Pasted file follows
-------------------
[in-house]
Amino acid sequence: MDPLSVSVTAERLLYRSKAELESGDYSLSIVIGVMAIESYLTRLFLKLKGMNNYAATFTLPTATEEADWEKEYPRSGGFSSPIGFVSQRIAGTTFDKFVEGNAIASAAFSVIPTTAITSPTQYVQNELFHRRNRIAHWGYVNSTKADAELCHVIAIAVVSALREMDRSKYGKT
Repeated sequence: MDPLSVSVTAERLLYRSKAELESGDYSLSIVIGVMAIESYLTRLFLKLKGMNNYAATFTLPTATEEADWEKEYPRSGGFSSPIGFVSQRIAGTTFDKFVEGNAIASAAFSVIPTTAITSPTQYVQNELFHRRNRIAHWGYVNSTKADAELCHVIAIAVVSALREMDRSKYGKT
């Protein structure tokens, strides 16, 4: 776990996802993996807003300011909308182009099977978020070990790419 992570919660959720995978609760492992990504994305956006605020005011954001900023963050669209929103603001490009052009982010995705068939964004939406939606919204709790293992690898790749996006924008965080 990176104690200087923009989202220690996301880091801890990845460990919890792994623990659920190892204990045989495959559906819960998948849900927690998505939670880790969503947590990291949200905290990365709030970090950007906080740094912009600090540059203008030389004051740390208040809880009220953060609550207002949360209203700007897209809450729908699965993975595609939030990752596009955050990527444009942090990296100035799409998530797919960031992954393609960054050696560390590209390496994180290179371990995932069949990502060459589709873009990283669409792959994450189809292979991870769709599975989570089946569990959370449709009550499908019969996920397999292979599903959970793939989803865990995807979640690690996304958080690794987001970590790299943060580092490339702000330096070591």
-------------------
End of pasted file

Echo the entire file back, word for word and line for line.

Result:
[in-house]
Amino acid sequence: MDPLSVSVTAERLLYRSKAELESGDYSLSIVIGVMAIESYLTRLFLKLKGMNNYAATFTLPTATEEADWEKEYPRSGGFSSPIGFVSQRIAGTTFDKFVEGNAIASAAFSVIPTTAITSPTQYVQNELFHRRNRIAHWGYVNSTKADAELCHVIAIAVVSALREMDRSKYGKT
Repeated sequence: MDPLSVSVTAERLLYRSKAELESGDYSLSIVIGVMAIESYLTRLFLKLKGMNNYAATFTLPTATEEADWEKEYPRSGGFSSPIGFVSQRIAGTTFDKFVEGNAIASAAFSVIPTTAITSPTQYVQNELFHRRNRIAHWGYVNSTKADAELCHVIAIAVVSALREMDRSKYGKT
């Protein structure tokens, strides 16, 4: 776990996802993996807003300011909308182009099977978020070990790419 992570919660959720995978609760492992990504994305956006605020005011954001900023963050669209929103603001490009052009982010995705068939964004939406939606919204709790293992690898790749996006924008965080 990176104690200087923009989202220690996301880091801890990845460990919890792994623990659920190892204990045989495959559906819960998948849900927690998505939670880790969503947590990291949200905290990365709030970090950007906080740094912009600090540059203008030389004051740390208040809880009220953060609550207002949360209203700007897209809450729908699965993975595609939030990752596009955050990527444009942090990296100035799409998530797919960031992954393609960054050696560390590209390496994180290179371990995932069949990502060459589709873009990283669409792959994450189809292979991870769709599975989570089946569990959370449709009550499908019969996920397999292979599903959970793939989803865990995807979640690690996304958080690794987001970590790299943060580092490339702000330096070591």